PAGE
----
The United States strongly condemns the North’s launch, White House press secretary Jen Psaki said, calling it a “blatant violation” of UN Security Council resolutions that could destabilize the region’s security.
“The door of diplomacy has not closed, but Pyongyang must immediately halt its destabilizing actions. The United States will take all necessary measures to ensure the security of the American homeland and the Republic of Korea and Japanese allies,” she said, referring to South Korea’s formal name.
After a highly provocative spate of nuclear explosives and ICBM tests in 2017, Kim unilaterally suspended such tests in 2018 before meeting with then-US President Donald Trump for the first time.
Analysts say North Korea’s string of weapons tests reflects a determination to cement its status as a nuclear power and wrest much-needed economic concessions from Washington and others from a position of strength.
Kim may also feel the need to showcase his military accomplishments to his home audience and mobilize loyalty while grappling with a broken economy made worse by pandemic border closures.
“Despite economic challenges and technical setbacks, the Kim regime is determined to improve its missile capabilities,” said Leif-Eric Easley, professor of international studies at Ewha Womans University in Seoul. “It would be a mistake for international decision-makers to think that the North Korean missile threat can be shelved while the world deals with itand Russia’s invasion of Ukraine.”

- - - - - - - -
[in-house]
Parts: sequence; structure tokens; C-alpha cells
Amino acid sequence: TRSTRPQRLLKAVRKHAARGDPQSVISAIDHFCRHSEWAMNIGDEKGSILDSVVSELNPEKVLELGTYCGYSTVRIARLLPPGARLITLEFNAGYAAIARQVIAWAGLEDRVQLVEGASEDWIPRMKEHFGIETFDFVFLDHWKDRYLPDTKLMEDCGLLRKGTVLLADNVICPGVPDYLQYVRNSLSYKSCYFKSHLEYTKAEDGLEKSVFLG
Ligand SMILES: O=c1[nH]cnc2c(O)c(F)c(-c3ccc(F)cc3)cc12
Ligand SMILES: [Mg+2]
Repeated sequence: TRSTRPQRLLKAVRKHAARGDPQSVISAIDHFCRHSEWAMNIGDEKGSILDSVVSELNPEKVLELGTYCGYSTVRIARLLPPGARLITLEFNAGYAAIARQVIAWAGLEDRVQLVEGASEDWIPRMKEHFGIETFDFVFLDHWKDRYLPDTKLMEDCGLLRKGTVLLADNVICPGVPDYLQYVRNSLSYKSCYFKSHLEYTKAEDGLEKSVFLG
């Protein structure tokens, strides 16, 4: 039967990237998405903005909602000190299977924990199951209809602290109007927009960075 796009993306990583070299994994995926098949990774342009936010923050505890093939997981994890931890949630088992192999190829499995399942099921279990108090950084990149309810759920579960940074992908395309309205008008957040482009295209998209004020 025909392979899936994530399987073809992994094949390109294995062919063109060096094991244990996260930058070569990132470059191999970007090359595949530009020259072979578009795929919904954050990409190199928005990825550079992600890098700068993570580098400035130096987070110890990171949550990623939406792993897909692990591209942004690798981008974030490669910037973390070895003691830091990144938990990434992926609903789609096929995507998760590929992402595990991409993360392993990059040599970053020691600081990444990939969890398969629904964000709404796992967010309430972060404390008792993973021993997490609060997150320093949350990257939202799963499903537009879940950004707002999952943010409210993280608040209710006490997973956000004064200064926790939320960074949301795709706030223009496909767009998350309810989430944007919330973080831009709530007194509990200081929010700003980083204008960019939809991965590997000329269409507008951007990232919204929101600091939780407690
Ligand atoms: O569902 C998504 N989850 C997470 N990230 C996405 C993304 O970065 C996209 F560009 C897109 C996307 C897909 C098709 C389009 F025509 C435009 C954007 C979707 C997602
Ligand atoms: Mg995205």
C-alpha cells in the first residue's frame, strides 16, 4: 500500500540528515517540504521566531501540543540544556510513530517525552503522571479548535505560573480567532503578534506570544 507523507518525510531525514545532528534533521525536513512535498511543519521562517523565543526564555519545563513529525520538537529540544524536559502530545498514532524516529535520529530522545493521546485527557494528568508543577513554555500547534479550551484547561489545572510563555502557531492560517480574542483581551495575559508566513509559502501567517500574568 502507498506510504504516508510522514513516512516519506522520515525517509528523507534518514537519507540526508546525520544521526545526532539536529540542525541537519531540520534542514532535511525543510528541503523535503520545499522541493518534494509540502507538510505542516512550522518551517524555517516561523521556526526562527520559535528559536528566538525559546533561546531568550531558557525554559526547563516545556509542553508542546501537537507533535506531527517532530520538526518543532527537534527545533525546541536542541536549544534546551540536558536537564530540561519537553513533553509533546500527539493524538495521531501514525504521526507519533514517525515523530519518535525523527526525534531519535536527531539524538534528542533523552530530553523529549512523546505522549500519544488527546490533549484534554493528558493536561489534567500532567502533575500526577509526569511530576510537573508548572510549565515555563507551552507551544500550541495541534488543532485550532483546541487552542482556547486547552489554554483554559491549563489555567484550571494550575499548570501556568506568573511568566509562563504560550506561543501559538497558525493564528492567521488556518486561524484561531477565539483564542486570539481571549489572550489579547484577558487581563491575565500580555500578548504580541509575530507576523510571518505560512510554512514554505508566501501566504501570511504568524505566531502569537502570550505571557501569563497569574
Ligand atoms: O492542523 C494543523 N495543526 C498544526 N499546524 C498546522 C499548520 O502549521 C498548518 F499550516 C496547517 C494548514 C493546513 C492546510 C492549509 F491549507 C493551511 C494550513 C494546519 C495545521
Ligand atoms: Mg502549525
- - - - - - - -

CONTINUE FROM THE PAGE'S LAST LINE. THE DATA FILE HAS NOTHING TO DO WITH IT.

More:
Biden’s approach questioned
The Biden administration’s past passive approach to North Korea while it focuses on Russia’s invasion of Ukraine and a deepening rivalry with China leaves more room for the North to step up its testing activities, some experts say. So far, government action on North Korea has been limited to largely symbolic sanctions imposed over the latest tests and offers of open talks that were quickly rejected by Pyongyang’s leadership.
There are views in Seoul that Washington is falling back on the Obama administration’s “strategic patience” policy of ignoring North Korea until it gets serious about denuclearization, although that approach has been criticized for neglecting an increasing nuclear threat.
It was North Korea’s 12th round of weapons launches this year and came after it fired suspected artillery pieces into the sea on Sunday.
The North has also tested a host of new missiles, including a purported hypersonic weapon and the first launch since 2017 of an intermediate-range missile with the potential to reach Guam, a key US military center in the Pacific.